In this light, all of us - every company, every organisation - could send positive signals to others, give confidence impulses and support everyone else to do the same. Each of these impulses would be a real unique selling proposition and altogether really more uniquer than selling, I think. It might even result in a tomorrow that has the makings of a new, a better story for all of us, one that is about all of us and multiplies our strengths instead of, like the old selling story, dividing us in defeating, outdoing and outdoing each other.

When we do this for each other, we do it for ourselves at the same time. It is about everything. It's about the whole - about our why, our purpose, about our inner story and the painful yawning emptiness that arises when it is missing. Many feel this.

And so that people don't say that I only dare to attack icons who are no longer on earth, I'm going to finish off by taking on my grandmother. Anyone who knows her knows that it is not a good idea to contradict her. Trust me on this one: Not only do I know her, I know her badass right hook that comes out of her little sleeve faster than Lucky Luke can pull (who is known to pull faster than his own shadow). So I'd rather not disagree, but allow myself an updated edit of your cri de guerre, dearest Omama. Something like this has already worked very well elsewhere, for example with the USP. Or with "Pygmalion" and "My Fair Lady", right?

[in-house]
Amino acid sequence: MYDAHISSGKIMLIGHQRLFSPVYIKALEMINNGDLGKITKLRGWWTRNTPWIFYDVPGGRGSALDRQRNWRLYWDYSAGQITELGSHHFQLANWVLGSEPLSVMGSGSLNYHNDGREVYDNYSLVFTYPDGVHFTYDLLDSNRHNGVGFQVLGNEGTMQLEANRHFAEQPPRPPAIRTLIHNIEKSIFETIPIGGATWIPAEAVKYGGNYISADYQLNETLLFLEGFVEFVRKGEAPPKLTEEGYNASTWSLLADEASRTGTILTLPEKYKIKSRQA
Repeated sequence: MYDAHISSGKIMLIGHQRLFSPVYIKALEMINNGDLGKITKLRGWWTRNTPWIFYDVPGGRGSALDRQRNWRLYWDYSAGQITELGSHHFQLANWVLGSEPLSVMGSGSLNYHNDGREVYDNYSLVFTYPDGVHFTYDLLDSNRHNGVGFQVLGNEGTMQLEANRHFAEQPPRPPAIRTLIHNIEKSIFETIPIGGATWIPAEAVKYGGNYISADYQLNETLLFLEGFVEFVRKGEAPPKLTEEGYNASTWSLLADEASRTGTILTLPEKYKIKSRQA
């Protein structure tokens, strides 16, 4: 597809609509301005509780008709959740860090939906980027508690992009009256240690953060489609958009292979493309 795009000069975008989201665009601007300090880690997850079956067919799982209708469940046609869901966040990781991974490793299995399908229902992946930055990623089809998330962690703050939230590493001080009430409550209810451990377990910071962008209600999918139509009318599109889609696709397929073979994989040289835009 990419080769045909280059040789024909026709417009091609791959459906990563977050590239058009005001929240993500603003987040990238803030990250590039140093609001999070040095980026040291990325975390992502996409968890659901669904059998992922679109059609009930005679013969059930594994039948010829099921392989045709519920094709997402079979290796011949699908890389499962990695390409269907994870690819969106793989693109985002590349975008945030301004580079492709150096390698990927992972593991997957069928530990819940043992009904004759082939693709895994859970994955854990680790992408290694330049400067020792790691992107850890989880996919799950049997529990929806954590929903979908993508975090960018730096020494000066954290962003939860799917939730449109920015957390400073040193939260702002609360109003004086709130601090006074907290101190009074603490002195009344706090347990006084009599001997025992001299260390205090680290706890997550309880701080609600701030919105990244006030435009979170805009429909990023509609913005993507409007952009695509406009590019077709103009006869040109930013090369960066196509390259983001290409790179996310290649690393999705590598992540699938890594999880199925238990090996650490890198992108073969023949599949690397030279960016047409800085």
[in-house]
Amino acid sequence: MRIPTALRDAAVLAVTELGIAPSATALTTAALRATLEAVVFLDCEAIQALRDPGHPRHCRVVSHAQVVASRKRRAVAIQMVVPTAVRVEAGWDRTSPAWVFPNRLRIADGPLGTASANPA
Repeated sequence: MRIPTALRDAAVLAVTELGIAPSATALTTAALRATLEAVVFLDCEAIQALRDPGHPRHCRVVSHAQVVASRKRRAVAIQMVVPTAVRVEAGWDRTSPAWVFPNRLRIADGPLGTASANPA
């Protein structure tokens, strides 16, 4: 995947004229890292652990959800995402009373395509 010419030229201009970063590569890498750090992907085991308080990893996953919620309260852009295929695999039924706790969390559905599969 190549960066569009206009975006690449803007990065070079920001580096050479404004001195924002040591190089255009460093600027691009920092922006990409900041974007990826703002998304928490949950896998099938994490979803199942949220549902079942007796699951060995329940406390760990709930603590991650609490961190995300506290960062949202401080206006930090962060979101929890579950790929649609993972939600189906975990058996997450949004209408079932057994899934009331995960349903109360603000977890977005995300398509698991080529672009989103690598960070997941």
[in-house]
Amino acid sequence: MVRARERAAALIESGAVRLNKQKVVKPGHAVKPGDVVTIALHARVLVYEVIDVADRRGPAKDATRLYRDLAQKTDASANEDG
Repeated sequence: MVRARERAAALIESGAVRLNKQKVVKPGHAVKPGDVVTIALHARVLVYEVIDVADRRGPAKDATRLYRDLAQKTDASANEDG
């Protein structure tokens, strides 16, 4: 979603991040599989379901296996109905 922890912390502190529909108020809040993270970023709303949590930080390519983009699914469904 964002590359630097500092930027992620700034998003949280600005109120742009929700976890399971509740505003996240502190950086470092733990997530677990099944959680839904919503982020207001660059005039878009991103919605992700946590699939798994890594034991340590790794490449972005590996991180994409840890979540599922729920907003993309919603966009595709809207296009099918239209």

So let's call it "New Story. New Glory." on our premiere announcement, open the gate of the World Theatre and raise the curtain. The play that then crosses the stage is about how a new story makes us infinitely stronger as people, teams and as a society. And everyone wins.
And I firmly believe that in the not too distant future, my grandmother, old Story Dudette, who has quite a few annual rings under her eyes but is younger at heart than Billie Elish, will take this remix to her heart and stop saying what she already calligraphed Rosser Reeves on his Lucky Strike package: "No Story. No Glory."